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Hero of all heroes

Hero of all heroes

Natasha Lardera (January 31, 2008)

It's not a sandwich; it's a meal packed into a giant bun.


Leafing through the mouth-watering pages of one of my favorite food magazines, Saveur, I was proud to see an Italian American specialty, muffuletta, among its “100 favorite foods, restaurants, drinks, people, places, and things.”

It was unexpected as Italian American cuisine is not really “cool” or trendy as many of the things portrayed in this magazine usually are. Muffuletta stands at # 89, not at the top, but it still is on the list.

“This is the hero to beat all heroes,” the magazine reports, “an Italian-American New Orleans  classic…Man, is it good.”

So here’s the story from Wikepedia:

“The muffuletta (with numerous alternate spellings) is a type of Sicilian bread, as well as a sandwich in New Orleans, Louisiana, which is made with that bread.

The bread is a large, round, and somewhat flat loaf, around 10 inches (25 cm) across. It has a sturdy texture, and is described as being somewhat similar to focaccia.

The muffuletta sandwich originated in 1906 at Central Grocery, which was operated by Salvatore Lupo, a Sicilian immigrant. The sandwich is popular with city natives and visitors, and has been described as "one of the great sandwiches of the world." Central Grocery still serves the sandwich using the original recipe. Other variations are served throughout the city. The locals have differing opinions on which shop serves the best muffuletta.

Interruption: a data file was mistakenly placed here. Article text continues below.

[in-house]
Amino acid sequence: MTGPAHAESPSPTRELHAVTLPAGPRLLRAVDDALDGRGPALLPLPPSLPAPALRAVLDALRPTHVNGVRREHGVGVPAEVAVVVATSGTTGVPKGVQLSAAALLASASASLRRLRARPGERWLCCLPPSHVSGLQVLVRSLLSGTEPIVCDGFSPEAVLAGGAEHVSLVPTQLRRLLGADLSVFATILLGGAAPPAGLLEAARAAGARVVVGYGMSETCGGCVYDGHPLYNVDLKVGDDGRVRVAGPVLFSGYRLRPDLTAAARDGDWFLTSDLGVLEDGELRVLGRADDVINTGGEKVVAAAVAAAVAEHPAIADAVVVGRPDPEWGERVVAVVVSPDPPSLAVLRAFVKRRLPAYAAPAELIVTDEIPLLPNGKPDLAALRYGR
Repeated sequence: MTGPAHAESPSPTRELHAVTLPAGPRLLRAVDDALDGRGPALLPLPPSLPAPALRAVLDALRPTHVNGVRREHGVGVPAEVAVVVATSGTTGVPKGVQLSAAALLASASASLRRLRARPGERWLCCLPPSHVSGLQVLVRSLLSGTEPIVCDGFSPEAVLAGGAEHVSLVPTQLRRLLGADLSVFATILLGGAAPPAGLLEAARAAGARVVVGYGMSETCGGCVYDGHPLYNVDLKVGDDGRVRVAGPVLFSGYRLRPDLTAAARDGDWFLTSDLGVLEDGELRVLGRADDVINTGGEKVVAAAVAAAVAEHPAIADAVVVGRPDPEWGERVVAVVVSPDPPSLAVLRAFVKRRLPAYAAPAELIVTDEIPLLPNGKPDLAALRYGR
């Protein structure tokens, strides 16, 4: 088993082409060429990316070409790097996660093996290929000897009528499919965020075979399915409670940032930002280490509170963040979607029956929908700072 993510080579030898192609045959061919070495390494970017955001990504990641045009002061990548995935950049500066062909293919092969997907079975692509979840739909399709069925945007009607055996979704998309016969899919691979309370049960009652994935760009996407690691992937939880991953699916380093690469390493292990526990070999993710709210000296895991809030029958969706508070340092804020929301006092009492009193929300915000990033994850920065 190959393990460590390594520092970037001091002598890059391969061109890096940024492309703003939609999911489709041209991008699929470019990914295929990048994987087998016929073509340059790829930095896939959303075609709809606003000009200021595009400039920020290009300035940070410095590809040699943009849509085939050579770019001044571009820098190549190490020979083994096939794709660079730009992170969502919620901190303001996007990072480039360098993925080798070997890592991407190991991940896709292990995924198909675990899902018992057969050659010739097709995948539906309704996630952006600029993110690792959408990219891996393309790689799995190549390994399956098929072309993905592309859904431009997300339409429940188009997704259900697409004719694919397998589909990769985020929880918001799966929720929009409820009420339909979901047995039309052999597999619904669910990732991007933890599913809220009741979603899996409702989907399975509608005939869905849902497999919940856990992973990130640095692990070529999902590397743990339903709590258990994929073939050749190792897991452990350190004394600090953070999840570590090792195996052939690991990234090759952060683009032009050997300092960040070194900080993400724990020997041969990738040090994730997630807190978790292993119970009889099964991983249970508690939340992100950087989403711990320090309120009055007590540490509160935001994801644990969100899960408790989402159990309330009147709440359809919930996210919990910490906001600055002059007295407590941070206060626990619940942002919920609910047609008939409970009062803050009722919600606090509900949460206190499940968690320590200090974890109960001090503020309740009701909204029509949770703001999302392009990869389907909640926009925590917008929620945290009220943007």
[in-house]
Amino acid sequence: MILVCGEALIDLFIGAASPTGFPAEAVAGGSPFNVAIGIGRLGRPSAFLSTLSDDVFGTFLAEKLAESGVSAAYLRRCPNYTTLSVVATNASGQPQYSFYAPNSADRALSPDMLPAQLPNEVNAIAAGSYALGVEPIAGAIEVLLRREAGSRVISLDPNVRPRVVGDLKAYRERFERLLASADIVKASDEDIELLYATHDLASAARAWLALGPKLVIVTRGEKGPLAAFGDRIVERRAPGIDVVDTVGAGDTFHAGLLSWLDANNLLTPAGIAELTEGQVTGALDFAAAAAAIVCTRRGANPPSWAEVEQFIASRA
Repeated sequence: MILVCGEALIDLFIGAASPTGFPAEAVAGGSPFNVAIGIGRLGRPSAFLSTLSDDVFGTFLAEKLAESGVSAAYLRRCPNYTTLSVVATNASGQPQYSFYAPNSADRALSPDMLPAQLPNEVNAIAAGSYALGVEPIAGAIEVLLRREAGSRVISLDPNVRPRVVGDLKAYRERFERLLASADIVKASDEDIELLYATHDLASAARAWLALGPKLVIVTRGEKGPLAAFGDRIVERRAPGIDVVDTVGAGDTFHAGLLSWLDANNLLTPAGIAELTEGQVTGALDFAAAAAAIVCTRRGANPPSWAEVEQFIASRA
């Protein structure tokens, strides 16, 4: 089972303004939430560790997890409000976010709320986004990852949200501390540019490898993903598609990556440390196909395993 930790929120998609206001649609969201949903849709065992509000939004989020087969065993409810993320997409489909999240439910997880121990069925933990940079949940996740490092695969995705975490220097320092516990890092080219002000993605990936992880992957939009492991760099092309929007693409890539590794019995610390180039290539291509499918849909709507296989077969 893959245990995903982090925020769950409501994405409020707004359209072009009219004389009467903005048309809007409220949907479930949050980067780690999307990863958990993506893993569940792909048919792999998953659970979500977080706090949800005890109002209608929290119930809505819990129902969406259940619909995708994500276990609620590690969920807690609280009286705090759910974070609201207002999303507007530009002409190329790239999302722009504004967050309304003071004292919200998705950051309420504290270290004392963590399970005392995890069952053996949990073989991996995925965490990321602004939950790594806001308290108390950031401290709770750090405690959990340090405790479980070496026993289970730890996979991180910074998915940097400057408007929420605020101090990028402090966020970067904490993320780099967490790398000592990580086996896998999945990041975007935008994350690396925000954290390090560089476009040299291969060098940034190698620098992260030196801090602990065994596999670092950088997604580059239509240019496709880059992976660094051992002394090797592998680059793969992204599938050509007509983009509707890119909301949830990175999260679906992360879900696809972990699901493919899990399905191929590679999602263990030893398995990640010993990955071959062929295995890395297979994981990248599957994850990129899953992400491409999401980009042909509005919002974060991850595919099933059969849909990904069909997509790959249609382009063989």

A typical muffuletta consists of one muffuletta loaf, split horizontally. The loaf is then covered with a marinated olive salad, then layers of capicola, salami, mortadella, emmentaler, and provolone. The sandwich is sometimes heated through to soften the provolone.

The olive salad is considered the heart of the sandwich, and consists primarily of olives, along with celery, cauliflower, and carrot. The ingredients are combined, seasonings are added, covered in olive oil and allowed to combine for at least 24 hours. Prepared olive salad for muffulettas can also be bought by the jar in New Orleans grocery stores.”

Personally I have never tried it, but I am craving one, so off I go to buy all the ingredients and try to make the New York version of it…and if you have a recipe or a variation, please share it with us.

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